Leading Article: Safe and sound in the Square Mile

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The Independent Online
IT IS tempting to deplore the roadblocks thrown up around the City of London by police over the weekend. The closure of 18 roads into the Square Mile, intended to make it more difficult for the IRA to make a hat trick of its two huge City bombs of the past two years, may have been carried out in consultation with the City Corporation and the business interests it represents. But neighbouring districts that will see an inevitable increase in traffic were barely consulted; and the traffic jams for the first few days are likely to be more than the 'two or three minutes' delay' promised by the optimistic police computer.

Yet the City authorities had little choice. Foreign banks and financial institutions were willing to accept that the first bomb, at the Baltic Exchange in April 1992, could be merely the result of bad luck; the second, in Bishopsgate a year later, made them ask more searching questions about the precautions taken in the City against terrorism.

It may be true that nothing short of Belfast-style armoured cars, machine guns and inspections of every passing vehicle can ensure complete security. But the institutions wanted the outside world to know that something was being done. Since financial services are among the world's most mobile businesses, the authorities could not risk ignoring these concerns. Photographs and maps of the entry points will help London branch managers of foreign businesses to reassure their head offices in New York or Tokyo.

There should be no illusions, however. Even if it becomes permanent, the City's reversion to medieval-style entry controls will not leave the IRA without targets. The City came under attack only after other targets, such as public figures, Downing Street and the London transport network, were made less attractive. Once the City has ceased to be the weakest link in the country's political, social and economic chain, something else will take its place and become the next IRA target.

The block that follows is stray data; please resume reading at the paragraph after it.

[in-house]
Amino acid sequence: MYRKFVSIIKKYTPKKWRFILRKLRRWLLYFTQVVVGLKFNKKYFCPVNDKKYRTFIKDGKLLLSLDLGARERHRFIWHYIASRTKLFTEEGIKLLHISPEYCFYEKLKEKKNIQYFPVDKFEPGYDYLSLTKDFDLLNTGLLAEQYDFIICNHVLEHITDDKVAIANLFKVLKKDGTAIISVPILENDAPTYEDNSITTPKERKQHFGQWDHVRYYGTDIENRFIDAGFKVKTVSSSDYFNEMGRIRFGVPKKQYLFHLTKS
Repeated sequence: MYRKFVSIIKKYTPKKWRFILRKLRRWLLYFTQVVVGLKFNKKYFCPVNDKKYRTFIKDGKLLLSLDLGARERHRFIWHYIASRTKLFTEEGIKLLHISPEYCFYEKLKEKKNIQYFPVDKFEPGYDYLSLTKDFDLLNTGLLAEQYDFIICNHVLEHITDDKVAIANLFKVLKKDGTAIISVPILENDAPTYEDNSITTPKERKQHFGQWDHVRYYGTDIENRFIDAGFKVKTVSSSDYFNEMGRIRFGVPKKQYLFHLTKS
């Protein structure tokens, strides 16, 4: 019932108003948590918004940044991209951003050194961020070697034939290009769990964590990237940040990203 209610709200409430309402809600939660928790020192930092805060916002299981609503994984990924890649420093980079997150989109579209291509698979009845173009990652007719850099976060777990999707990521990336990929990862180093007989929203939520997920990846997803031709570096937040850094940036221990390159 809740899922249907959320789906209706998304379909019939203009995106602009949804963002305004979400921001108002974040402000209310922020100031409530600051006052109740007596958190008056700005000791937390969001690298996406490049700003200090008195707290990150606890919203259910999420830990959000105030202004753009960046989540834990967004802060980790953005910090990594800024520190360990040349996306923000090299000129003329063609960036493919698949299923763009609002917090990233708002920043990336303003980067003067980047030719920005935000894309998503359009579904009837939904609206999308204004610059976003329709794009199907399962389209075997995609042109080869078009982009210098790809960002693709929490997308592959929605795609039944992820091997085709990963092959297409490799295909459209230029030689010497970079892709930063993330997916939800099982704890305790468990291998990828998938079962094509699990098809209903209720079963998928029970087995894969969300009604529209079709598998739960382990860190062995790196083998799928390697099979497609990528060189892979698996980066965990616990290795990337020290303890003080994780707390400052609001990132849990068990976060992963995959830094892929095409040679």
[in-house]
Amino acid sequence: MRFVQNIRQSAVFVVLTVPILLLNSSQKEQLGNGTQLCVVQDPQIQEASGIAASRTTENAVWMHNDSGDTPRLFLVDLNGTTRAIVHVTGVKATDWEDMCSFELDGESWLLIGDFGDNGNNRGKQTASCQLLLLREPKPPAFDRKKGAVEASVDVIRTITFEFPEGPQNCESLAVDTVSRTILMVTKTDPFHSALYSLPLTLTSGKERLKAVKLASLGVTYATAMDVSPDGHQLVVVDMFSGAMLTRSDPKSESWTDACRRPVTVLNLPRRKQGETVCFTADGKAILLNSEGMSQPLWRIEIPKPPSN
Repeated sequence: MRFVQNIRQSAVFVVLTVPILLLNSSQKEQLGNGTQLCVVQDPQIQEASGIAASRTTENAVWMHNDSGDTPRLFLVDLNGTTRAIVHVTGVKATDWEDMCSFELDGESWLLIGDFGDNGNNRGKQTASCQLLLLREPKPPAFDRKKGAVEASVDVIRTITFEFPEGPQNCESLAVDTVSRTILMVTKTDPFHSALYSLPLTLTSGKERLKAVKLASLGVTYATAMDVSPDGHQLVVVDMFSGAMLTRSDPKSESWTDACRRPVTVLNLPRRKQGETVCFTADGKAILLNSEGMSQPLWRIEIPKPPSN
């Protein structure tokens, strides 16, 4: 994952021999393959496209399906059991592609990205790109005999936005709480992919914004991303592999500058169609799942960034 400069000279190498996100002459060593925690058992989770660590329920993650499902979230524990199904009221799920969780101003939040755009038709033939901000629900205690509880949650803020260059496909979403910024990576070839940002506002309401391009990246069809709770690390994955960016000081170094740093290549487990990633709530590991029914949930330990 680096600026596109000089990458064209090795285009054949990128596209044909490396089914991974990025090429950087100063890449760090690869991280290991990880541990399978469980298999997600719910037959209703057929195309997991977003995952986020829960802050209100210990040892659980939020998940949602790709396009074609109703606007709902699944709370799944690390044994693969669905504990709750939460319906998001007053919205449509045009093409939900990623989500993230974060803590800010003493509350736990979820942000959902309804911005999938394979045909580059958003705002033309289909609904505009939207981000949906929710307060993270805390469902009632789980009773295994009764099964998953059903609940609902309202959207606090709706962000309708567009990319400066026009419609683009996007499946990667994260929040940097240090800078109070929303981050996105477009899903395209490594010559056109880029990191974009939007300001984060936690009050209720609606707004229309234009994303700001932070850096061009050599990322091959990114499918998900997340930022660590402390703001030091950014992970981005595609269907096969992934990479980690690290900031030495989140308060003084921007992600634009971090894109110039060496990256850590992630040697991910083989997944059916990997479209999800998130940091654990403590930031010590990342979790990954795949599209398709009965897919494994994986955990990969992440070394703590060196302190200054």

Working Londoners may live to see some good come from all this. The areas of the City that are now mostly reserved for walkers, such as the Broadgate development, Throgmorton Avenue and Devonshire Square, are among its most pleasant parts. There is a good case for extending the principle to some of the main City thoroughfares. Cafes and pubs would do better business, buildings would require less cleaning, the air would be more palatable, and walking from meeting to meeting would become less stressful. To compensate for the hasty way in which the roadblocks have been erected, the City Corporation would do well to start a broader public debate on this. The Square Mile is not just a business district, it is also a city centre with a great heritage. More space for pedestrians would make that easier to enjoy.

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